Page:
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2021 Rookie Profile: Patrick Jones II – EDGE

Gather ’round, IDP Nerds. Let @Spydes78 tell you why passing on EDGE, Patrick Jones II, in your rookie draft might be a HUGE mistake.

“Quick guys get tired; big guys don’t shrink.”

Marv Harshman, Hall of Fame basketball coach

Hello, fellow Nerds, and welcome to another in our ongoing draft prep series, chock full of articles to prepare you for your upcoming rookie draft. In this installment, I will showcase standout defensive lineman Patrick Jones II from the University of Pittsburgh. If you haven’t guessed from the quote above, Patrick is a very large human being, measuring 6’5” tall and weighing in at 260 pounds. As you can imagine, these are the sorts of measurables that demand attention from pro scouts. And, as a savvy dynasty owner, you’re wise to let the gaze of the NFL be your guide. So, sit back and enjoy this overview of a big man doing big man things!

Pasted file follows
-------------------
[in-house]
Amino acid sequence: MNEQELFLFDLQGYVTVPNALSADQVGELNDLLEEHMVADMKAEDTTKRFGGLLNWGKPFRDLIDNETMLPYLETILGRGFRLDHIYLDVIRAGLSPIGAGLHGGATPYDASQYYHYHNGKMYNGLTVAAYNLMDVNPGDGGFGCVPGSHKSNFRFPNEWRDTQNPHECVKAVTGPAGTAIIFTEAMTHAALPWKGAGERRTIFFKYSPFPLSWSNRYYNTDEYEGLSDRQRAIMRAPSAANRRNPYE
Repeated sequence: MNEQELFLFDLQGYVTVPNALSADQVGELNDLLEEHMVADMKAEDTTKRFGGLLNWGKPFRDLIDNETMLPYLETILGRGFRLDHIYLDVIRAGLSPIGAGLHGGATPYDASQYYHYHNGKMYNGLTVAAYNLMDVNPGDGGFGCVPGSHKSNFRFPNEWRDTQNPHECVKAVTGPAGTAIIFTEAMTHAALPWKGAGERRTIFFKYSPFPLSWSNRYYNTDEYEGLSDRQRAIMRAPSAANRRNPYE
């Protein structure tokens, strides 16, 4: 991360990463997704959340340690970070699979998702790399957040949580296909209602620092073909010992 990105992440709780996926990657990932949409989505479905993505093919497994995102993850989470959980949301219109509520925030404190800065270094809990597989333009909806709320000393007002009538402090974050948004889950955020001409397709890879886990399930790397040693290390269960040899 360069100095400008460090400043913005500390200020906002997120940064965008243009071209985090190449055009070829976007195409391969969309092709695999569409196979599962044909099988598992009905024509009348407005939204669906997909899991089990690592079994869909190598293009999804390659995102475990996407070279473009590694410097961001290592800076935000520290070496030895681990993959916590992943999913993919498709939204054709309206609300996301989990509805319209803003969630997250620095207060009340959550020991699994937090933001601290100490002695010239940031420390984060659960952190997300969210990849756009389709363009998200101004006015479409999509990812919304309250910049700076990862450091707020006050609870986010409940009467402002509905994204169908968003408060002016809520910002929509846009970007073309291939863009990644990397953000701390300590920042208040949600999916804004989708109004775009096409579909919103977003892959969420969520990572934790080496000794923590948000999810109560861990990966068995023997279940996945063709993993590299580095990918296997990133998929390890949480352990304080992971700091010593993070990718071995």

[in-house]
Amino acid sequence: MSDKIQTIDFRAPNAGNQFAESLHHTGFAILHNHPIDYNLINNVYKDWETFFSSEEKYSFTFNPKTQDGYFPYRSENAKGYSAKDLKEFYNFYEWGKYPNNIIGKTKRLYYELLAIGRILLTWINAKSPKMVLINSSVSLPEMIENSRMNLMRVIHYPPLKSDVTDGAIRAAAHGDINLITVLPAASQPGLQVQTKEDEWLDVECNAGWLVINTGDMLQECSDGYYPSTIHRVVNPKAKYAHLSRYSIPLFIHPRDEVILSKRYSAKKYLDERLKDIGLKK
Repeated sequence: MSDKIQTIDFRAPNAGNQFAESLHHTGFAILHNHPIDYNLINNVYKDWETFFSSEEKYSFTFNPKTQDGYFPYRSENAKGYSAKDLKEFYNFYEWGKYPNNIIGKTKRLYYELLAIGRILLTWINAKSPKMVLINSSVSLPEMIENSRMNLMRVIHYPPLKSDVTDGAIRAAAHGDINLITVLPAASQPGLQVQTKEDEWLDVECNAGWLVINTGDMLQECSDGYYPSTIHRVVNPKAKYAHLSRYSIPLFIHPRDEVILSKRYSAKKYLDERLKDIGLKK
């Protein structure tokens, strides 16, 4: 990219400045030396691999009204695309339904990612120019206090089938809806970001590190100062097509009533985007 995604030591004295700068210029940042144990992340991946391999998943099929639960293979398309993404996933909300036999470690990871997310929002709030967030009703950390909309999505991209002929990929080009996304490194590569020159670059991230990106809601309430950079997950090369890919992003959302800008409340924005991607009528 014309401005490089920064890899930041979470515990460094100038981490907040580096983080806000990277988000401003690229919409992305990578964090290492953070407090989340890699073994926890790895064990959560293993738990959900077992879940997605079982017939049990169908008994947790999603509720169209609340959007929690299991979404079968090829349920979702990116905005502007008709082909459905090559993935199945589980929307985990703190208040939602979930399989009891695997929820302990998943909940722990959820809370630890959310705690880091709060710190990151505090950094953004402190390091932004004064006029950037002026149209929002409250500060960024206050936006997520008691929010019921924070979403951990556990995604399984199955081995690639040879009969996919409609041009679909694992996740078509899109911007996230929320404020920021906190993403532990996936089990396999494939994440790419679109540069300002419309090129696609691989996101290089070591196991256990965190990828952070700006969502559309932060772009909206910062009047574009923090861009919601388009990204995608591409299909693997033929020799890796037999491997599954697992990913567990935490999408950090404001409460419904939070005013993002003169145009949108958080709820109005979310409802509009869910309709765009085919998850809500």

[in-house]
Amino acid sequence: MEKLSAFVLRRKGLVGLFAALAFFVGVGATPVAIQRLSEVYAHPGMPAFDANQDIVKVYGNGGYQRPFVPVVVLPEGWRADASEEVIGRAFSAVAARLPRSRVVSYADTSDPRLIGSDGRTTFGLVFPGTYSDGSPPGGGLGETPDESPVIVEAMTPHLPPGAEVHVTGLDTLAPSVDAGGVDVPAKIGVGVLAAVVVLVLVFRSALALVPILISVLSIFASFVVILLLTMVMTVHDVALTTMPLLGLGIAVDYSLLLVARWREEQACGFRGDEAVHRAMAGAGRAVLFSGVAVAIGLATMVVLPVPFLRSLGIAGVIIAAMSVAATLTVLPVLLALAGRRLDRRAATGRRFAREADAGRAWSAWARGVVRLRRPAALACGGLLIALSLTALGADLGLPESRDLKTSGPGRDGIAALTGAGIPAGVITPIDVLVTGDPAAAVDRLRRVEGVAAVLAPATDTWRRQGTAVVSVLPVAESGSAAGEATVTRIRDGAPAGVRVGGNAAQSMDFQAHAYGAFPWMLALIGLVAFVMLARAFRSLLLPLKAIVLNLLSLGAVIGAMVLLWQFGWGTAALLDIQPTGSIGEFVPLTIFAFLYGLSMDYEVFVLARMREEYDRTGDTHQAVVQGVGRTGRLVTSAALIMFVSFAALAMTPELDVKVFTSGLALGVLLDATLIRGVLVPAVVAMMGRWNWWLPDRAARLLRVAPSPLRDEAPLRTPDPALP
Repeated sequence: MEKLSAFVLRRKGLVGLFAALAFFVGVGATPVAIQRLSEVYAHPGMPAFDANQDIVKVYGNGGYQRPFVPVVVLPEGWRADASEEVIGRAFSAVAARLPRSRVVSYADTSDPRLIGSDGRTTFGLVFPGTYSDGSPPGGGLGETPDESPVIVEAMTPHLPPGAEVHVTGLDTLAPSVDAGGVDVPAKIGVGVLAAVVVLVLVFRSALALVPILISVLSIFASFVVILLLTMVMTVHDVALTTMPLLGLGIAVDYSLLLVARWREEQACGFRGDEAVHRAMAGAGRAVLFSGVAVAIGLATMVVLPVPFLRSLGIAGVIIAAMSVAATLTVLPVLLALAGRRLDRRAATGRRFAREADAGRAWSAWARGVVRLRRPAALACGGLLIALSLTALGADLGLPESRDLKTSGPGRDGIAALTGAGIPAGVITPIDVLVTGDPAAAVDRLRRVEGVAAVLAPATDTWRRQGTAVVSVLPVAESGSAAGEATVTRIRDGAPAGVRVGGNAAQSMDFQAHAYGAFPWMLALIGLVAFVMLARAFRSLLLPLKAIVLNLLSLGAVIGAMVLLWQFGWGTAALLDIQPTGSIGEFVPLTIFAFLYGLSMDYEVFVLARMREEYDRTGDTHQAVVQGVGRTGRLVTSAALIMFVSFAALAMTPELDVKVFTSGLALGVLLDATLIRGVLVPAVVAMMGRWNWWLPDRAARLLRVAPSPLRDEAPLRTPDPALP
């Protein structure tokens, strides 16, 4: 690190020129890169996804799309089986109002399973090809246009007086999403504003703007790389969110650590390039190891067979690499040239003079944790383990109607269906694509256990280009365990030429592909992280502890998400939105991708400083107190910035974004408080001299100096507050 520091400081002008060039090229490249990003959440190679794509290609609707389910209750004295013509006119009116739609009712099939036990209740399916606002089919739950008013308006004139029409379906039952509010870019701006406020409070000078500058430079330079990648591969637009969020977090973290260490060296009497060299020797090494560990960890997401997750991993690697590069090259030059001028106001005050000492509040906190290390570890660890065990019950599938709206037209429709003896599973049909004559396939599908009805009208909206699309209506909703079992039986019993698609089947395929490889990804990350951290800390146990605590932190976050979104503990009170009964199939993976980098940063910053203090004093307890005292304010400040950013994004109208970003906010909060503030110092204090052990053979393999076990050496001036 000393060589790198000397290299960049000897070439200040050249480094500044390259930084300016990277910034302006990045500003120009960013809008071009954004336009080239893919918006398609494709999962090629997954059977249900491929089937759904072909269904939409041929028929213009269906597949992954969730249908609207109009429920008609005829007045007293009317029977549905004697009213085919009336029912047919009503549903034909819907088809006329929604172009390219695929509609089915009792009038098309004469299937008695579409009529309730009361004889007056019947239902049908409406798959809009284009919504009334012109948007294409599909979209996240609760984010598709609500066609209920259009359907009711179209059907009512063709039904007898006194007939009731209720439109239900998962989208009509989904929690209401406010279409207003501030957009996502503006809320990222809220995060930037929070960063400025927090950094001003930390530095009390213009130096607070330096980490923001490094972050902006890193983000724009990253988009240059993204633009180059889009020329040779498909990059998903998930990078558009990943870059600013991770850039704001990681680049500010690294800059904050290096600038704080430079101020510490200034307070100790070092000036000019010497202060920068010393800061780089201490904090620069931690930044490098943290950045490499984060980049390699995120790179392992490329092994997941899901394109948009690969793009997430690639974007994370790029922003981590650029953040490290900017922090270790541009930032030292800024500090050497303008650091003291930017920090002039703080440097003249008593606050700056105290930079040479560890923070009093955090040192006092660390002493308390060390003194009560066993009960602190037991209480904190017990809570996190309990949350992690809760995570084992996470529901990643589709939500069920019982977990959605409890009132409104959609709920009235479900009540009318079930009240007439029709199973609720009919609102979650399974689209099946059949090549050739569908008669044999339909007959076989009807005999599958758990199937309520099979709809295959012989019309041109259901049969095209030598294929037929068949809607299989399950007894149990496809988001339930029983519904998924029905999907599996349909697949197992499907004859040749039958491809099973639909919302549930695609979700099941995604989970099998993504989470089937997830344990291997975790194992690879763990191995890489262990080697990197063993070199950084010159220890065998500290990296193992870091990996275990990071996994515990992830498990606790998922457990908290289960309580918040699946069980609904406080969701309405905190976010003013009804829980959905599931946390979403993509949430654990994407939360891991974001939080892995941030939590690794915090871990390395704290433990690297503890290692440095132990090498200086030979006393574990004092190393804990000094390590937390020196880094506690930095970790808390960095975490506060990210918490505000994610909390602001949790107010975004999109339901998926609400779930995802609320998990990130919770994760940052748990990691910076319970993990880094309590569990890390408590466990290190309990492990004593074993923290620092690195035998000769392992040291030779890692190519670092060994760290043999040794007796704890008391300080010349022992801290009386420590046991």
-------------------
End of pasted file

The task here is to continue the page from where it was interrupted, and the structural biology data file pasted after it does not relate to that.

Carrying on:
What is there to like?


I know, I know. Let that fallen horse make his way to the glue factory already. But trust me when I tell you, the first thing that jumps out on Jones’ film is the size advantage. There are ACC linemen who are going to have nightmares about Patrick Jones II for years to come. Jones has the power to impose his will in the trenches, particularly against more diminutive offensive tackles. His primary tool is the bull rush, which he uses to devastating effect. Look no further than the clip below for evidence of this ability. Behold as he engages the opposing tackle, forces him to backpedal all the way to the quarterback, and then completes the sack (all while still engaged with the tackle!). That is raw power, folks. Yowza!